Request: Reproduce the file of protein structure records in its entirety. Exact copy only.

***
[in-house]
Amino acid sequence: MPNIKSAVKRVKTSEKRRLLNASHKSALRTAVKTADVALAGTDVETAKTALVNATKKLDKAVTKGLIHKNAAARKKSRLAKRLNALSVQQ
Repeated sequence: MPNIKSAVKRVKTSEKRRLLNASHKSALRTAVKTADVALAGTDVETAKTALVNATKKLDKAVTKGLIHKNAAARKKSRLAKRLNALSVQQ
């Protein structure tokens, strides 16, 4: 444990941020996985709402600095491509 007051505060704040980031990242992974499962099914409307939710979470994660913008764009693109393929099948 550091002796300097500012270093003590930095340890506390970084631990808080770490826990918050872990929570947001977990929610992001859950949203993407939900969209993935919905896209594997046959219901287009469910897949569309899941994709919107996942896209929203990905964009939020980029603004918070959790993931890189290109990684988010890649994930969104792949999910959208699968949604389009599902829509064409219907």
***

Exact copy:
[in-house]
Amino acid sequence: MPNIKSAVKRVKTSEKRRLLNASHKSALRTAVKTADVALAGTDVETAKTALVNATKKLDKAVTKGLIHKNAAARKKSRLAKRLNALSVQQ
Repeated sequence: MPNIKSAVKRVKTSEKRRLLNASHKSALRTAVKTADVALAGTDVETAKTALVNATKKLDKAVTKGLIHKNAAARKKSRLAKRLNALSVQQ
């Protein structure tokens, strides 16, 4: 444990941020996985709402600095491509 007051505060704040980031990242992974499962099914409307939710979470994660913008764009693109393929099948 550091002796300097500012270093003590930095340890506390970084631990808080770490826990918050872990929570947001977990929610992001859950949203993407939900969209993935919905896209594997046959219901287009469910897949569309899941994709919107996942896209929203990905964009939020980029603004918070959790993931890189290109990684988010890649994930969104792949999910959208699968949604389009599902829509064409219907």